WASHINGTON, Feb 22 (Reuters) – President Joe Biden said on Tuesday the United States was imposing a first round of sanctions on Russia for launching an invasion of Ukraine and promised more would come if there is. had new inroads.
Biden, speaking to reporters at the White House, said the United States would impose sanctions on two major Russian financial institutions and Russian sovereign debt. Sanctions have also been imposed on Russian elites and their family members, administration officials said.
President Vladimir Putin on Monday asked the Russian Defense Ministry to deploy what he called peacekeeping forces to two breakaway regions of Ukraine after recognizing them as independent, raising fears of an imminent war in Europe.
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“This is the start of a Russian invasion of Ukraine,” Biden said. “Russia has now undeniably acted against Ukraine by declaring these states independent.”
The United States had promised tough sanctions against Russia if it invaded Ukraine, which the White House had previously defined as any troop movement across the border.
The United States deployed its strongest sanction tool, placing Russian elites and two banks on the list of Specially Designated Nationals, effectively expelling them from the American banking system, barring them from doing business with Americans, and freezing their American assets.
Biden said the initial tranche sanctions applied to VEB Bank and Russia’s military bank – Promsvyazbank, which makes defense deals. He said sanctions on Russia’s sovereign debt meant the Russian government would be cut off from Western funding.
“As Russia considers its next move, we have also prepared our next move,” Biden said. “Russia will pay an even higher price if it continues its aggression, including additional sanctions.”
Putin did not watch Biden’s speech and Russia will first consider what the United States described before responding, Kremlin spokesman Dmitry Peskov was quoted by Russian news agencies as saying.
Biden said the United States would continue to provide “defensive assistance” to Ukraine but had no intention of fighting Russia. He said he had authorized additional movements of US forces already stationed in Europe to reinforce Baltic allies Estonia, Latvia and Lithuania.
Biden, who faces concerns at home about inflation and high energy prices, said his administration was closely monitoring energy supplies for disruptions and working on “collective investment to ensure stability and global energy supply” with major oil producers and consumers.
“It’s going to blunt gas prices. I want to limit the pain that Americans are feeling at the gas pump. That’s critical to me,” he said.
On Monday, a senior administration official said Russia sending troops into the breakaway regions of Donetsk and Luhansk in Ukraine did not represent a new invasion because Russia already had troops there. But on Tuesday, White House officials changed language to say an invasion had begun.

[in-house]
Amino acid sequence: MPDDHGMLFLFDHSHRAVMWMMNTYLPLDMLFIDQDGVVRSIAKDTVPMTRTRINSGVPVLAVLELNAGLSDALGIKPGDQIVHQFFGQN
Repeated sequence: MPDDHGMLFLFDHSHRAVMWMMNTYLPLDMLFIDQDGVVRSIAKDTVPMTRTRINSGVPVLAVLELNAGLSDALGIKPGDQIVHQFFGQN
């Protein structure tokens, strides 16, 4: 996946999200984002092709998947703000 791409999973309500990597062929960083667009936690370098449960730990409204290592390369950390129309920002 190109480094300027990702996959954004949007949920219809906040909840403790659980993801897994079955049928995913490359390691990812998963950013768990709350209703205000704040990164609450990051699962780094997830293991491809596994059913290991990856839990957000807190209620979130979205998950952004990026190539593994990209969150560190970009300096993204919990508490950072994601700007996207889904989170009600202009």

Washington has imposed sanctions on VEB and Promsvyazbank Public Joint Stock Company, as well as 42 of their subsidiaries, accusing the two banks of being “public institutions that play specific roles in supporting defense capability and the economy. of Russia”.
Sanctions on banks come on top of designations of Russian ‘elites’ whom the Treasury Department accuses of being close to Putin, including Aleksandr Bortnikov, director of the Federal Security Service (FSB), and Petr Fradkov, chairman-director General of Promsvyazbank Public Joint Stock Company.
Sergei Kirienko, former Russian Prime Minister, was also hit with sanctions.
“They share the corrupt gains of Kremlin policies and should share the pain as well,” Biden said of Russia’s elites.
Brian O’Toole, a former Treasury Department official now with the Atlantic Council, said Tuesday’s sanctions would have an impact, but questioned whether it would be immediate enough.
“I think the risk they run in not prosecuting a major state-owned commercial bank is that Putin thinks the West won’t be prepared to bear the pain of significant economic sanctions, and therefore can expand its ambitions safely,” he said.
Russian banks Sberbank (SBER.MM) and VTB (VTBR.MM) would face US sanctions if Moscow continues its invasion of Ukraine, a senior US administration official has told reporters.
The official also said unsanctioned Russian elites on Tuesday should be warned and noted that the Biden administration was fully prepared to implement export controls with a slew of countries if Russia invaded further.
“Further Russian attacks on Ukraine remain a grave threat in the days ahead,” Biden said. “The United States and our allies and partners remain open to diplomacy if it is serious.”
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Reporting by Jeff Mason, Steve Holland, Alexandra Alper, Daphne Psaledakis and Doina Chiacu; written by Jeff Mason; Editing by Heather Timmons, Alistair Bell and Rosalba O’Brien
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